Cars are mysterious contraptions.  I'm not talking about how they operate because at a fairly young age I learned enough about these things to work on them myself.  Of course these modern machines are another matter with all their electronics and other devices which require a wide array of test equipment to repair.  The mystery to which I'm referring is the role they play in our lives.


I used to say that cars were a communist plot.  Especially when mine didn't work.  Or when I looked around and saw people who didn't have a "pot to pee in" buying a new car that they'd make payments on for years to come.  Cars perform a function beyond mobility.  They serve as status symbols, privacy outposts for intimate relations, and even devices of death and destruction.


When I was growing up, cars played a big part in the rite of passage from child to adulthood.  The make of a car was important.  Many of my friends had an unswerving allegiance to Ford, Chevy, or MoPar (as Chrysler products were called).  My first couple of cars were Chevies.  I've previously talked about these.  My third car was the last one I had before going to Vietnam.  It was an Oldsmobile 4-4-2.  Boy that car was neat.  I had a four-speed and when you accelerated it sounded just like an airplane taking it off.  It even looked fast.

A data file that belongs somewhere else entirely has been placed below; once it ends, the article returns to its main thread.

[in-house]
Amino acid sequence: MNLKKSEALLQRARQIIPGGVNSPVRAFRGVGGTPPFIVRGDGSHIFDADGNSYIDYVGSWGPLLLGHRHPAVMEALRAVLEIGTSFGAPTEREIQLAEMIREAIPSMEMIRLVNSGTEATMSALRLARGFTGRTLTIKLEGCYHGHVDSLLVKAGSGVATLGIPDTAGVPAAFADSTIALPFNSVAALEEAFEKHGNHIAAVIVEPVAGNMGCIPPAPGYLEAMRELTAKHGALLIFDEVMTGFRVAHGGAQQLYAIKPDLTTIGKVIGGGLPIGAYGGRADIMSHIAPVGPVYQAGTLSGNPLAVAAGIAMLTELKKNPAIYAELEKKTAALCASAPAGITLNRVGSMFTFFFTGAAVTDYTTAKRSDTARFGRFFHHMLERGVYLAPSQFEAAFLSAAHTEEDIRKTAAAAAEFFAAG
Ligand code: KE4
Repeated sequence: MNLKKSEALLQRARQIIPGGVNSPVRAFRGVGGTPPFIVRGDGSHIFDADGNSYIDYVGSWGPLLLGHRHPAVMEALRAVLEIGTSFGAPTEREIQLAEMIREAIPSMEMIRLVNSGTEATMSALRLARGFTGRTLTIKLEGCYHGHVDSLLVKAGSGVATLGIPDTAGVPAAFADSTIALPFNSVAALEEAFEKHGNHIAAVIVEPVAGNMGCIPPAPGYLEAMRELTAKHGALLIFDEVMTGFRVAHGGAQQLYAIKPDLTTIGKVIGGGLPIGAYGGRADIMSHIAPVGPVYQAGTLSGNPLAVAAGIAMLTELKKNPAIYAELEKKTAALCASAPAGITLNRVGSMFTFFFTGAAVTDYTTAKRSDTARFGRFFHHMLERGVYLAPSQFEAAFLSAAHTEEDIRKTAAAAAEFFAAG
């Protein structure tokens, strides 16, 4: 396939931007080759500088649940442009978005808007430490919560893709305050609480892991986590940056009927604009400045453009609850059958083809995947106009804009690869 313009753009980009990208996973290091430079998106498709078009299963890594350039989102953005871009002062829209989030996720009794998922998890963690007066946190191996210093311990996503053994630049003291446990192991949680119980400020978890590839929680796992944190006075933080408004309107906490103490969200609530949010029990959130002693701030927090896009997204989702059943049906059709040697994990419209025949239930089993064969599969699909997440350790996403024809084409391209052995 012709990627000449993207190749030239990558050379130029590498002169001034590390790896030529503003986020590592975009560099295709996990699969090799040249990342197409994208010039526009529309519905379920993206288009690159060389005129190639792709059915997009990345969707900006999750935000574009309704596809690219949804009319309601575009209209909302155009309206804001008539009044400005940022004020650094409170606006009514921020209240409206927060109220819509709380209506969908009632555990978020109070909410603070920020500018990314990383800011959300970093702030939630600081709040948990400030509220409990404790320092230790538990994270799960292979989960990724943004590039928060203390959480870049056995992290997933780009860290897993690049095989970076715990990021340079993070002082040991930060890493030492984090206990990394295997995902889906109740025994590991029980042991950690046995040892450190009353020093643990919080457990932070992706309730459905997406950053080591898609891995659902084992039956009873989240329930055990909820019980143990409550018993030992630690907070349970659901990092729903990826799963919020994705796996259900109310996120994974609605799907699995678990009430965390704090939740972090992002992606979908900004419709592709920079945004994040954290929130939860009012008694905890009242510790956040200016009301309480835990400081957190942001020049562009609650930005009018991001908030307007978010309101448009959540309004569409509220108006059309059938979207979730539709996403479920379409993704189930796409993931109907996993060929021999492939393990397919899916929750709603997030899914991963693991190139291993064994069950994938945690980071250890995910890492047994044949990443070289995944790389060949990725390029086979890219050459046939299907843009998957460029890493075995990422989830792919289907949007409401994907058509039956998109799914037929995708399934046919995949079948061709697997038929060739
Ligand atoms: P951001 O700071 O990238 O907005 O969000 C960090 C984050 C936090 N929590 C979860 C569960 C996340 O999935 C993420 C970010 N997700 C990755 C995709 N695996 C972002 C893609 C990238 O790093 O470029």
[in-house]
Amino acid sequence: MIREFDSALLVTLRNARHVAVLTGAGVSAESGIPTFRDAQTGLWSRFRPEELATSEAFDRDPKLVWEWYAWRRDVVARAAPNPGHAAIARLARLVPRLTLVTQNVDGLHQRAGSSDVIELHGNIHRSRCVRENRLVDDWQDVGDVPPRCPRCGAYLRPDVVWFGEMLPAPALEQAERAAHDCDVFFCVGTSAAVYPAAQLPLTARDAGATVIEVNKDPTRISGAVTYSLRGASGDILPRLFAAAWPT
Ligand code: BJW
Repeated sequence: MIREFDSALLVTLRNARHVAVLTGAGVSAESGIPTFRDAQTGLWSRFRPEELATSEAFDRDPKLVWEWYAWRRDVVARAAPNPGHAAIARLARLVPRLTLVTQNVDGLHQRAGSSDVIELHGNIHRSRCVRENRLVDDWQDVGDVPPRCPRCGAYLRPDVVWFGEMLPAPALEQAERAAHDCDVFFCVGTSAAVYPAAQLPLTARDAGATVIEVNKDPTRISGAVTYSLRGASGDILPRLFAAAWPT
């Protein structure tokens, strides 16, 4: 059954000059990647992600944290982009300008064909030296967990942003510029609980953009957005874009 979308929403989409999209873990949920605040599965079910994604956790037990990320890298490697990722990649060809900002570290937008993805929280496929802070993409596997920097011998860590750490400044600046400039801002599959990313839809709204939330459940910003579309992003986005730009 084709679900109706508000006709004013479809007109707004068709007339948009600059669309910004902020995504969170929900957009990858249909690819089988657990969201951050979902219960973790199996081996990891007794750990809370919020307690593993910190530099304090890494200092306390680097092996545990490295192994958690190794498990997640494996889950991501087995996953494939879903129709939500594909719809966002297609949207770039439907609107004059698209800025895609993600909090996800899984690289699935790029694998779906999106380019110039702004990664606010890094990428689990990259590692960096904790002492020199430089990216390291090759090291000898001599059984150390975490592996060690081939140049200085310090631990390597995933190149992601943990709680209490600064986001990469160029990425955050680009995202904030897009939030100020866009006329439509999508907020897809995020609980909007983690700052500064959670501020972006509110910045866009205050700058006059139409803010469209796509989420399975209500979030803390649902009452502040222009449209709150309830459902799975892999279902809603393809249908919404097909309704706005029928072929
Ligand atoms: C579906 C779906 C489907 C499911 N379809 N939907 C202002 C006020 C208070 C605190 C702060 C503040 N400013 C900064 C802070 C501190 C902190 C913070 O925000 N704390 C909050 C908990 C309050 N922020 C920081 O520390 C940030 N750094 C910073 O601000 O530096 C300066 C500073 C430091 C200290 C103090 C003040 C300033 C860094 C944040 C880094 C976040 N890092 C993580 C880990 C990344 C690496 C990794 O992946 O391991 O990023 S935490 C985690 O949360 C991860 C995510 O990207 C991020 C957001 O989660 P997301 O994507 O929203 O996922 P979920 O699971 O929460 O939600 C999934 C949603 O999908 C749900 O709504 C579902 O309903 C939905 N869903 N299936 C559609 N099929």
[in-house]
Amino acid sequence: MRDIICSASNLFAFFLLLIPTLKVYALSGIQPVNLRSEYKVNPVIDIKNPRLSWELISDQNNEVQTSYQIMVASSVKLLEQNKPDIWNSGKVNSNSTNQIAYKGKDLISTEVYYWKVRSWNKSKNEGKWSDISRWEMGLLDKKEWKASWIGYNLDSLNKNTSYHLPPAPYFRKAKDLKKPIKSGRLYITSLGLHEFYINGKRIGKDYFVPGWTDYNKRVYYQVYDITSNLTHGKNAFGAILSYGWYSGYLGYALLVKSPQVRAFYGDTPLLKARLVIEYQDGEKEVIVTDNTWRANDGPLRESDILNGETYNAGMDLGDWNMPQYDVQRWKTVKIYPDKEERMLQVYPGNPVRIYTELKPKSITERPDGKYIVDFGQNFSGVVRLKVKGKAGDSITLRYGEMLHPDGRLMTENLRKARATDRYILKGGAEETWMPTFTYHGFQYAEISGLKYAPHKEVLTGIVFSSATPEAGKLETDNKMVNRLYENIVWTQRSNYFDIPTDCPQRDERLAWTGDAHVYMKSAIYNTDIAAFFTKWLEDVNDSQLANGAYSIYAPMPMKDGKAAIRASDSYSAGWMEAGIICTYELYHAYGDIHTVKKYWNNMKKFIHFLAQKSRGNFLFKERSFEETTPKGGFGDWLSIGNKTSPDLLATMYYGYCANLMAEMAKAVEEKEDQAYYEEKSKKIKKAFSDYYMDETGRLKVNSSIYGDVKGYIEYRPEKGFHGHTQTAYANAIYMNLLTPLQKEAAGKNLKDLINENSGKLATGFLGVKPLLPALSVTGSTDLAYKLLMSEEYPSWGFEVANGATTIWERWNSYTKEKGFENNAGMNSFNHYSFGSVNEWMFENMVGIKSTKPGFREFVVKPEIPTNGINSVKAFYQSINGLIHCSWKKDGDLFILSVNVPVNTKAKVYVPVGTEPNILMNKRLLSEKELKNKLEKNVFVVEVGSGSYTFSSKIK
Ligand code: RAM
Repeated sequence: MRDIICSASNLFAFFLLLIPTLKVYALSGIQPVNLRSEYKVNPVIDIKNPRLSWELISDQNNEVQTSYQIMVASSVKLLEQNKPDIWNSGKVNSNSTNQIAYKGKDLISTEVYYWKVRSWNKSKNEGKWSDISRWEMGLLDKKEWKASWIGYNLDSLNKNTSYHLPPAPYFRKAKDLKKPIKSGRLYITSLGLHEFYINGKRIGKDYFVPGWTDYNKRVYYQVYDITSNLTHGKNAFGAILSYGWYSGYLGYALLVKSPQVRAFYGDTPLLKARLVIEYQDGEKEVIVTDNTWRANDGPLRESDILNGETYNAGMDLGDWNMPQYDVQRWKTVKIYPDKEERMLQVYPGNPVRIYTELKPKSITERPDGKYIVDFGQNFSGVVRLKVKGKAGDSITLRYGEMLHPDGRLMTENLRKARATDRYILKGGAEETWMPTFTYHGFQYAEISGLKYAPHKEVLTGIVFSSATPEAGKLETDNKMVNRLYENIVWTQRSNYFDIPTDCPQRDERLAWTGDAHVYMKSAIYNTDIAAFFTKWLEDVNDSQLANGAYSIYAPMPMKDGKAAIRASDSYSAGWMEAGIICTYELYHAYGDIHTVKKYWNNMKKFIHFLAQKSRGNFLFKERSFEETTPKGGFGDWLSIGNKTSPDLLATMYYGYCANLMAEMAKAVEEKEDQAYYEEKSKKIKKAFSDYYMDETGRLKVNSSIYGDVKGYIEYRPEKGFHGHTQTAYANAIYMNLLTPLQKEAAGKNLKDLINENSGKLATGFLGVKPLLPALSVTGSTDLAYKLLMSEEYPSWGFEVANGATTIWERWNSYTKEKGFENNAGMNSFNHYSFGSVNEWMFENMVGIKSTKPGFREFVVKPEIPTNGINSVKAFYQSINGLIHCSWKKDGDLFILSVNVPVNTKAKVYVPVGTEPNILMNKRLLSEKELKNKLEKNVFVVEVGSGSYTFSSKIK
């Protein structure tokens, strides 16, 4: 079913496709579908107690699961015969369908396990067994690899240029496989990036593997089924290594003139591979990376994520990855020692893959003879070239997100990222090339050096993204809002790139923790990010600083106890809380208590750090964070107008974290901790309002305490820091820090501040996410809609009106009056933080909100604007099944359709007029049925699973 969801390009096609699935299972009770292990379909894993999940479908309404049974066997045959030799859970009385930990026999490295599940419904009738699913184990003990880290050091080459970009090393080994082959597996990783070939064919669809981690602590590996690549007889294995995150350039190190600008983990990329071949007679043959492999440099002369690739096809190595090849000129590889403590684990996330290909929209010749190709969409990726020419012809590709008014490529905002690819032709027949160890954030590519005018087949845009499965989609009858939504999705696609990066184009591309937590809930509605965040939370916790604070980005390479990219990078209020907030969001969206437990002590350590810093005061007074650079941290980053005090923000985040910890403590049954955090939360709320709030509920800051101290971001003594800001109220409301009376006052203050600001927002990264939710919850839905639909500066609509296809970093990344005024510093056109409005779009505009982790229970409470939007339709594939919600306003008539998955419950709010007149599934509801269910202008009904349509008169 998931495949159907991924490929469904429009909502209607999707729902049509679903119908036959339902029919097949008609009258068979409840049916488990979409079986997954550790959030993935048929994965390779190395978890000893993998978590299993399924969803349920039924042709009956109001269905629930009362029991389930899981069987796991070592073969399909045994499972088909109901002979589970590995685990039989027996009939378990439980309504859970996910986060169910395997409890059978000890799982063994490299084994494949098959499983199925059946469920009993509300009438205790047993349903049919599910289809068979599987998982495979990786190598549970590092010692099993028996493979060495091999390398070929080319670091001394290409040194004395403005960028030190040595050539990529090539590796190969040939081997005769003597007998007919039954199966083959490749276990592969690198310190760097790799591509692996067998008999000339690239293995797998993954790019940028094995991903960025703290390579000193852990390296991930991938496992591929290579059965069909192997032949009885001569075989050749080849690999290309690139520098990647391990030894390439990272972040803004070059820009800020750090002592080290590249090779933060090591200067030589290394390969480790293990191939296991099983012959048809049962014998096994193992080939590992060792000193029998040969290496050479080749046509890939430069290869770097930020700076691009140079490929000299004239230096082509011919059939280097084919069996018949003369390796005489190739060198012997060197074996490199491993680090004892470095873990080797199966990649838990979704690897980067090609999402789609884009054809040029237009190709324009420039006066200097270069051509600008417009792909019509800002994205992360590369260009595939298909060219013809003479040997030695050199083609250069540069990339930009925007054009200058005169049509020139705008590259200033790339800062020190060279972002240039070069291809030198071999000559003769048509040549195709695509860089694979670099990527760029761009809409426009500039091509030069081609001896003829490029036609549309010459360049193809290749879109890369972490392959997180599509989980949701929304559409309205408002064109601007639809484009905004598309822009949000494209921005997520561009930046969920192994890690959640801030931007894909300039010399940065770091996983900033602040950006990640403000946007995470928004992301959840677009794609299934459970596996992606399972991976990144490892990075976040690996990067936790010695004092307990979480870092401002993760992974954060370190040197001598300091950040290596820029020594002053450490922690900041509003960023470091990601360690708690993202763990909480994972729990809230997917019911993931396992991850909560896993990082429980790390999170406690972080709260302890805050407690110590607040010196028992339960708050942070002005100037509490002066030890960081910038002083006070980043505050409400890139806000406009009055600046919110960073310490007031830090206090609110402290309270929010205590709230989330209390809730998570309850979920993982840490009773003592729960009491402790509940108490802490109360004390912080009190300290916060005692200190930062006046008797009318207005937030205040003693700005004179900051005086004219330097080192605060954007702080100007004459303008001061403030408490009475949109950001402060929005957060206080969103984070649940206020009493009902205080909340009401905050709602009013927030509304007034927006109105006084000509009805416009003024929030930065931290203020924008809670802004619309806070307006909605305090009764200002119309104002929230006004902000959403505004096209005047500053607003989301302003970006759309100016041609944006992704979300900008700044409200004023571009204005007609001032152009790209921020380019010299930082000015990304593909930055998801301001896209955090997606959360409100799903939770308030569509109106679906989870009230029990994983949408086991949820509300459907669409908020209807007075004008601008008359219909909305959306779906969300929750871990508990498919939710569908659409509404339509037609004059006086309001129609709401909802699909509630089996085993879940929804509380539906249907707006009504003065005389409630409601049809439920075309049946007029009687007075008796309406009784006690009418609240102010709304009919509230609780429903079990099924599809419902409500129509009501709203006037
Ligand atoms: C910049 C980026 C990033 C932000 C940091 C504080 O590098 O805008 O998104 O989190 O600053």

Which probably helped me to contribute to the economic well-being of a deputy sheriff in Louisiana in 1967.  I was on my way to my first assignment in the Air Force.  My clothes were hanging in the backseat and I had an Oregon license plate driving across Louisiana toward the Florida Panhandle.  It was a four-lane highway and about quitting time in the evening on a Friday night.  I was in the slow lane and cars were going by me like I was standing still.  All of a sudden there's blinking redlights in the rear-view mirror.  I pulled over and got out.  This was before the funny TV commercial where the fat sheriff says, "Youaw in a heap ah trouble now boy."  But that's not far from what happened to me.  It did no good to protest my innocents.  He told me since I was from out of state I'd have to follow him to the station.  I did.  It was right out of Andy Griffith.  There was an old drunk sleeping in a cell with the door open.  The deputy said I could wait until Monday for the judge or pay my fine right then.  The choice was easy.  I paid.  When he didn't offer a receipt for the cash I'd just given him I asked for one.  He rummaged through a desk drawer and pulled out a receipt book that kids used to use on their paper route.  He wrote a receipt that I kept for many years.  Not one word was legible on it.  After that I learned the importance of maintaining a low profile while traveling in the deep South.